Coloradans for Medical Marijuana Regulation plans to lobby lawmakers like the big boys

marijuana plants under lights.JPG
Medical marijuana is a growth industry from a lobbying perspective, too.
Earlier this week, we told you about a sophisticated pro-medical marijuana poll conducted by a new organization, Coloradans for Medical Marijuana Regulation.

The survey's professionalism was no fluke. CMMR may be in its nascent stages -- it doesn't even have a website up and running yet, although that should change soon. But it's got the support of powerful mainstream organizations, including RBI Strategies and Communications Strategy Group, as well as Wanda James, co-owner of 8 Rivers restaurant, who just opened her own medical marijuana dispensary, Apothecary of Colorado.

Moreover, says CMMR executive director Matt Brown, the outfit's already hired three lobbyists -- two to work the Democratic side of the fence, one specializing in communicating with Republicans -- with an eye toward "educating both lawmakers and the public that this is a legitimate industry that's not completely unlike other businesses, except that the product were talking about is taboo, or at least misunderstood."

Brown, who moved to Colorado three-and-a-half years ago, is a medical marijuana patient; he suffers from Crohn's disease. He's also an associate of attorney Warren Edson, a veteran figure in the medical marijuana movement.

"Warren has 150 to 200 caregiver groups he works with," Brown says. "And in working with my first couple of clients, I realized there really weren't that many people helping these up-and-coming entrepreneurs who wanted to get into the industry learn how to handle their business -- things like incorporating, filing for a sales-tax license and preparing them for when regulation comes."

From this seed sprouted CMMR, which Brown began putting together about three months ago -- "but, basically, the pressure pumped up quickly, and we found ourselves in the middle of a regulatory battle. So we had to fast-forward our long-term plans and focus on the now."

Far from shunning rules on medical marijuana, CMMR is "pro-regulation," Brown says. "We're funded by donations from various caregiver groups., patients and other business people, and we want to encourage a set of regulations that make sense. We recognize that since this is a legitimate industry, we need some rules to follow."

Such guidelines don't all have to be cooked up from scratch, he emphasizes.

"We're saying, 'Let's look at regulations for other businesses and apply the ones we can -- and if we do need some exceptional rules you wouldn't find in other industries, let's talk about them.' Some legislators this this is a crazy new thing, so we need to come up with a whole new approach. But there are aspects of medical marijuana that are a lot like other businesses."

But not all of them. Some legislators liken dispensaries to liquor stores or bars, but Brown thinks the comparison is flawed.

"At its most fundamental level, alcohol is a recreational substance -- but medical marijuana isn't a recreational substance," he stresses. "We know medical marijuana is a heavily controlled substance, and so is alcohol. But a number of alcohol rules go to its recreational nature, as well as public health and safety issues, that don't really apply to medical marijuana."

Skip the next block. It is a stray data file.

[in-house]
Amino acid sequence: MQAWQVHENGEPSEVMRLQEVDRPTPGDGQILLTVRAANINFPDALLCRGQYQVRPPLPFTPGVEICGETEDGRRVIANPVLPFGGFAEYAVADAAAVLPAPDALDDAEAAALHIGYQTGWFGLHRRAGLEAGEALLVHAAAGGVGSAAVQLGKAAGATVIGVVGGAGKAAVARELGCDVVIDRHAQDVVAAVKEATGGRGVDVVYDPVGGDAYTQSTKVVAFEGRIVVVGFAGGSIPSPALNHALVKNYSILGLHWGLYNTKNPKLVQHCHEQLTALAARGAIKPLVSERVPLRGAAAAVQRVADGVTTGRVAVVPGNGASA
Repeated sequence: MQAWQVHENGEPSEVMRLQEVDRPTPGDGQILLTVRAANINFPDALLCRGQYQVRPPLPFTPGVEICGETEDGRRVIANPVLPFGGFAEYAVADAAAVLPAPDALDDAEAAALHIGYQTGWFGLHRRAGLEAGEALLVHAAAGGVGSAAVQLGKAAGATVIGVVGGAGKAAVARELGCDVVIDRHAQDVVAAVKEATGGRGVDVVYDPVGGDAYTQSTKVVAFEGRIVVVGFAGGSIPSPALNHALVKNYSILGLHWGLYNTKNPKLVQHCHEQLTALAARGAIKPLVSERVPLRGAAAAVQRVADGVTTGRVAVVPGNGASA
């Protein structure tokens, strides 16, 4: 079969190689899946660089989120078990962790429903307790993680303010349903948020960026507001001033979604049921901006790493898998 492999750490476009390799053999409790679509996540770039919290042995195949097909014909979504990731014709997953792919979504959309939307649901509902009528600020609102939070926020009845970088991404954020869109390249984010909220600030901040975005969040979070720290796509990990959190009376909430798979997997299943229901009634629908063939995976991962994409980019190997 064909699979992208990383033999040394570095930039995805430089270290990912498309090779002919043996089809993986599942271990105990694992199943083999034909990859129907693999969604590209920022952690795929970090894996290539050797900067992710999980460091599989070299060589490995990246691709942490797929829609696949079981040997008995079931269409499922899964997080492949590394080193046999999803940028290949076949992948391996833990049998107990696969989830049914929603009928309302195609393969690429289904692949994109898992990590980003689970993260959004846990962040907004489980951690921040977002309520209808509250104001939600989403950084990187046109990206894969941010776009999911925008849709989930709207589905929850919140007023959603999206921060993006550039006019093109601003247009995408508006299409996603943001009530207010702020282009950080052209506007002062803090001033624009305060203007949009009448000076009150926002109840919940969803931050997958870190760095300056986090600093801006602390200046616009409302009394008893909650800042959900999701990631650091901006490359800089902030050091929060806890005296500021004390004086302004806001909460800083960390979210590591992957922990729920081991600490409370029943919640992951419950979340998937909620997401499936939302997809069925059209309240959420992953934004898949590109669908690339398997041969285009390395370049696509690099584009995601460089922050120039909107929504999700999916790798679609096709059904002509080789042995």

Brown doesn't consider CMMR to be "a long-term lobby" -- essentially a permanent part of the political landscape. "But we do see a very pressing and immediate need that as our legislators are drafting rules, they're aware of the realities of our industry.

"Our people understand these realities, but our representatives don't, for the most part. Because of the nature of our business, a lot happens behind closed doors, and that can lead to misconceptions for lawmakers and the public."

While Brown attended Denver city council member Charlie Brown's pot-plan presentation yesterday, he says "the bulk of what we'll be doing is more one-on-one. We'll be meeting with people like Charlie Brown, going through his proposal, explaining some of the realities of our industry -- explaining why a well-intentioned regulation might not work. Our role will be meeting with these decision-makers -- but also being at public meetings, observing what's going on, and being aware of the climate we're in."

If CMMR does its job well, Brown thinks the medical marijuana rules passed in Colorado during the coming months could set the standard for regulations nationwide.

"This is a local effort," he notes, "but we're also very aware that a lot of people in the country, in various states considering medical marijuana rules, are looking to Colorado. We'd love for them to be able to go to their statehouses and say, 'Let's not follow the California model. Let's follow Colorado's.'

"We think we can set out what a modern medical marijuana industry looks like -- what the issues are and how we can regulate them properly."

And professionally, too.

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